June 20, 2014 § 4 Comments
She leaned out the window of her pickup truck. “Do you want our basketball goal for the library? We can’t take it with us.”
“Sure,” I said, not caring as much about a basketball goal as I did about the kids about to leave the neighborhood, two of my favorites.
But the pickup would be trailering a mound of possessions held in place with a spiderweb of bungie cords. Definitely no room for a basketball goal.
When it was dropped at the curb the goal heeled over at a strange angle. Seemed as if it was regulation height for pygmies. It stuck out into the street like the neck of a wounded giraffe. « Read the rest of this entry »
June 7, 2014 § 11 Comments
In 1998—a lifetime ago—I began writing a book called “Crossing Jordan.”
It was my third novel, and I was still finding my feet as a writer.
I am almost always spurred to write a story by some small, random incident that would otherwise be quickly forgotten.
In this case it was a conversation with the girl next door who said her family was about to move because there were getting to be too many black people in our neighborhood.
As soon as the door closed behind her, I sat down and began to write.
December 1, 2013 § 6 Comments
Not knees. Not hands. Not eyes–and forget skin.
Sadly, nothing connected to the mortal envelope of the body improves past about age twenty.
But what’s inside can, and usually does.
The stereotype of the old guy shaking a fist at the kids running across his lawn started for a reason but for most, the years add up to something more than frustrated indignation.
The sum total of a life is often wisdom.
The self that obscured the view of anything else when we were young has become smaller—we now see past it. That burdensome self is lighter too. We travel less encumbered.
As we age we wake up from the fever dream of acquisition, take a look around and say, where the heck did all this stuff come from? We realize that what we own owns us–and begin to give things away.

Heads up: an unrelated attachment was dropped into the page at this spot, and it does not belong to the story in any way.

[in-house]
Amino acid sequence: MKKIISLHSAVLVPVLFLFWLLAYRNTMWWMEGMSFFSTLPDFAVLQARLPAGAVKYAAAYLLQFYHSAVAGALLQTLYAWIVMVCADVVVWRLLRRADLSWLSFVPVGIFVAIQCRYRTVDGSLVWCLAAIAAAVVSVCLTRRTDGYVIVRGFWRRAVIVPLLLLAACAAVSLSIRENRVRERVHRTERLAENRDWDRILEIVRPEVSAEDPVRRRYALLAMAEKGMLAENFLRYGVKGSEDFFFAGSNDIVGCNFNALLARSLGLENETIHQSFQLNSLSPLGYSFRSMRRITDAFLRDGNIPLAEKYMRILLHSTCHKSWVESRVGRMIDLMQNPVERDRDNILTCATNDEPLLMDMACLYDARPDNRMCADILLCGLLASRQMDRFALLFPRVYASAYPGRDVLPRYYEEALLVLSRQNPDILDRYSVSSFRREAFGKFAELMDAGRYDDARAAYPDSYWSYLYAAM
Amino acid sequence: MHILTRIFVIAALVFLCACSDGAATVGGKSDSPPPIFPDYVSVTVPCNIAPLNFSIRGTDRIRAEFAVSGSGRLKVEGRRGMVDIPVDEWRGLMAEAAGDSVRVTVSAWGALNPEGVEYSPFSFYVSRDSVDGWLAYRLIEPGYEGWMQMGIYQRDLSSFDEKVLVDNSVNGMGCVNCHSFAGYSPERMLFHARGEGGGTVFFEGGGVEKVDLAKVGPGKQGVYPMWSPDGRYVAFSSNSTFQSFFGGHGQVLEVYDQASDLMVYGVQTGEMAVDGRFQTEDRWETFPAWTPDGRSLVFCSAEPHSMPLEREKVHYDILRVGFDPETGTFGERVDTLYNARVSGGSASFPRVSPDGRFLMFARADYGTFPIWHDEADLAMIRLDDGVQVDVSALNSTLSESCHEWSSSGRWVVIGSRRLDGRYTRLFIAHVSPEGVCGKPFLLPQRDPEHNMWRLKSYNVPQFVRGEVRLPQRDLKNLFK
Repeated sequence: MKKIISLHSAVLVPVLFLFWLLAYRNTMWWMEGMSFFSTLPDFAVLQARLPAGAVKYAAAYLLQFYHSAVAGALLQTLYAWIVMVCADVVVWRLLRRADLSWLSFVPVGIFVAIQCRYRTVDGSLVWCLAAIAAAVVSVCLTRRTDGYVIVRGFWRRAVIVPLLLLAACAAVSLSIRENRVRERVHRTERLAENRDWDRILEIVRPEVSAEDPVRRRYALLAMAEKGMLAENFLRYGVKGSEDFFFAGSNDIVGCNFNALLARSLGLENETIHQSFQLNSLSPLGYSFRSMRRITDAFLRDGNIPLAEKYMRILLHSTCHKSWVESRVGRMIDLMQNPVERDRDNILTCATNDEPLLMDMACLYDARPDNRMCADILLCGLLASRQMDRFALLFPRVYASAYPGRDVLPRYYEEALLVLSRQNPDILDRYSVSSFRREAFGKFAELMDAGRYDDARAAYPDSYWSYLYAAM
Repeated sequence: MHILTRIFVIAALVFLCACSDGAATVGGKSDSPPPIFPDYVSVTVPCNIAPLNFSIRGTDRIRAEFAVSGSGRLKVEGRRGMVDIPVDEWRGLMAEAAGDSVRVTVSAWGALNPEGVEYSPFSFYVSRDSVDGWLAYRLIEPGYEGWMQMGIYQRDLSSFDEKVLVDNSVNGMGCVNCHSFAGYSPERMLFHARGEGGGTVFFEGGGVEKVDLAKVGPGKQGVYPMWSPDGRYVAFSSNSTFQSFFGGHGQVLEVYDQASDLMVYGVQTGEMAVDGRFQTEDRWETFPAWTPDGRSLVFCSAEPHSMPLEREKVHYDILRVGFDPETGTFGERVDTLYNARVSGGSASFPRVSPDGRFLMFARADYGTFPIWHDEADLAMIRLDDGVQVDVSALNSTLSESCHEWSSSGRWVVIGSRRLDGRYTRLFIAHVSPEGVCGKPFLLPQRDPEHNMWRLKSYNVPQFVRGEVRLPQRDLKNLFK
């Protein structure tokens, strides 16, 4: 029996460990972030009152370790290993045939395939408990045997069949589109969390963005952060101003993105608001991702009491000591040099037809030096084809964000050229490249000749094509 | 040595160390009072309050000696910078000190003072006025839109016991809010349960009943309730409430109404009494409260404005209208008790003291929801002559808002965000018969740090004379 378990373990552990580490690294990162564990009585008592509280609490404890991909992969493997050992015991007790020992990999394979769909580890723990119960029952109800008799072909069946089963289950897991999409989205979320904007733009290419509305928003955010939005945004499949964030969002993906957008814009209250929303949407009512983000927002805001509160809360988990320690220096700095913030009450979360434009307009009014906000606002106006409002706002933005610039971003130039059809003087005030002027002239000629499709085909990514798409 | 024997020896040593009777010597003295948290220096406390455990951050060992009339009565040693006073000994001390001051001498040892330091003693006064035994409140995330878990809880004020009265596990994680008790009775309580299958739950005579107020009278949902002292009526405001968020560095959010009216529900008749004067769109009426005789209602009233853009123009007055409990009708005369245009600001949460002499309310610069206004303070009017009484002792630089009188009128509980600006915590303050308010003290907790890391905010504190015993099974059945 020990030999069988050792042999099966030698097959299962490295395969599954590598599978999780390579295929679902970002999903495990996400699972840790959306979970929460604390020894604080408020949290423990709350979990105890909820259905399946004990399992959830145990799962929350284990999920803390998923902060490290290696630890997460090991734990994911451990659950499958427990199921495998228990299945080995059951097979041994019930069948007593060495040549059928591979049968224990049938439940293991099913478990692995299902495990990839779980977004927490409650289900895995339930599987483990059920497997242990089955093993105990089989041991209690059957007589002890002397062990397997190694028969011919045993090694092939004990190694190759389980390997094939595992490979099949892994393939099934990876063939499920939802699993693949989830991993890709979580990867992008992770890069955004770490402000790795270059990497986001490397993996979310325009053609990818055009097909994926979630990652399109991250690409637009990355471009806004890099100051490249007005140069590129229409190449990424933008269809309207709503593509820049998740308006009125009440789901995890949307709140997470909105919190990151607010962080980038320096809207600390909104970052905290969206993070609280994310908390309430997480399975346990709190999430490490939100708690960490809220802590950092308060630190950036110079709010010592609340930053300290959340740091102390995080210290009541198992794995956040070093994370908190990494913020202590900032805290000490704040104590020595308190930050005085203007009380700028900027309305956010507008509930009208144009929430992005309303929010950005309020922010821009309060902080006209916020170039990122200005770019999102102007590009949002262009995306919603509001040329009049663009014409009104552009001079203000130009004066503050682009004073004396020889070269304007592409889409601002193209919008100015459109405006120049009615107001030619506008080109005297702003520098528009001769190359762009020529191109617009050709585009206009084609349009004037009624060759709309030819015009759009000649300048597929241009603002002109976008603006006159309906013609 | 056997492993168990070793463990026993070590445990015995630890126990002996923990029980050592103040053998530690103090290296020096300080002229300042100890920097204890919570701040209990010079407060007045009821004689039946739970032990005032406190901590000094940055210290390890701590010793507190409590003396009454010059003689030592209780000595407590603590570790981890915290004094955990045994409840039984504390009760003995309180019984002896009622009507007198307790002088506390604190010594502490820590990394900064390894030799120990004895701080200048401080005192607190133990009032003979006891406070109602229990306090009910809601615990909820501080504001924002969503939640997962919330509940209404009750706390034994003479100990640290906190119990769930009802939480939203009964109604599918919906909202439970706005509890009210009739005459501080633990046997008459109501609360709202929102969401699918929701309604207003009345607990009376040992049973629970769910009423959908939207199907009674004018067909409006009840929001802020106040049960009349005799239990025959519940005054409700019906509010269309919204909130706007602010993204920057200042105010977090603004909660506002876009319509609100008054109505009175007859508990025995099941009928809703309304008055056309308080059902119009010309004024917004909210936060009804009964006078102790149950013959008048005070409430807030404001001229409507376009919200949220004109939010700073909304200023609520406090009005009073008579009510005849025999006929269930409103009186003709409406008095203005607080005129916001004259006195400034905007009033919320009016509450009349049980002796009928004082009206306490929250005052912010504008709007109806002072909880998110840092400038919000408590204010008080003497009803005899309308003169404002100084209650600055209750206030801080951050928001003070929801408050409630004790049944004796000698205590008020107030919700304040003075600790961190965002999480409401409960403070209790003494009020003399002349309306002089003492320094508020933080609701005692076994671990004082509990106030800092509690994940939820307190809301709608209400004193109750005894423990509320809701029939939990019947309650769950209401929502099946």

May 5, 2011 § 22 Comments
We bought the house for $26,000, cheap even for 1996. It was a bank foreclosure, common now, but much rarer then. In addition to the fifty-year-old stucco cottage and a yard full of mature trees, we bought into a neighborhood.
Although modest, our new neighborhood was spotlessly clean. No litter anywhere.
It wasn’t long before we saw a woman walking along our street, a plastic bag over her arm and a pair of tongs in her hand. Her passage through the neighborhood looked furtive, like a night creature caught in the light. She made quick forays into yards to pick up an empty soda can or a crumpled candy wrapper. We soon learned her name was Miss Holly.
November 29, 2010 § 3 Comments
“I know,” Craig said. “Let’s make a music video about reading!” It was like the light-bulb moment from an old Mickey Rooney/Judy Garland film when those spunky kids decided to put on a show to save the farm.
Craig wrote a song with a catchy powerhouse rhythm and we recorded it with the help of our friends Gordon Halleck and Chris Ash who provided studio expertise, tin can percussion, twangs, pops, and cartoon voices.
September 13, 2010 § 2 Comments
I’ll start this blog about LIFE with something that happens every Sunday around here: cupcakes. Sunday cupcakes are part of my justification for owning two houses, ours and what used to be my Dad’s. These modest homes would be Baltic and Mediterranean Ave. on the Monopoly board—the two cheapest properties. Still, two houses? But when my dad died I didn’t have the heart to sell his place. I needed to be able to walk into his old house and say “Good morning, Dad!” « Read the rest of this entry »
September 12, 2010 § 1 Comment
This is a deceptive view of a corner of the library.
You can see one of the two rockers that are big enough for an adult reader and a child to share, and the wooden book case that holds series books like “Captain Underpants” and “Junie B. Jones,” and a milk carton of picture books, and the dust jacket from “”The Monster Who Ate My Peas” taped up like a poster, and the sunlight coming through the porch screen.
What is missing is the blur of kids and the hubbub that surrounds them.
That will arrive at four this afternoon.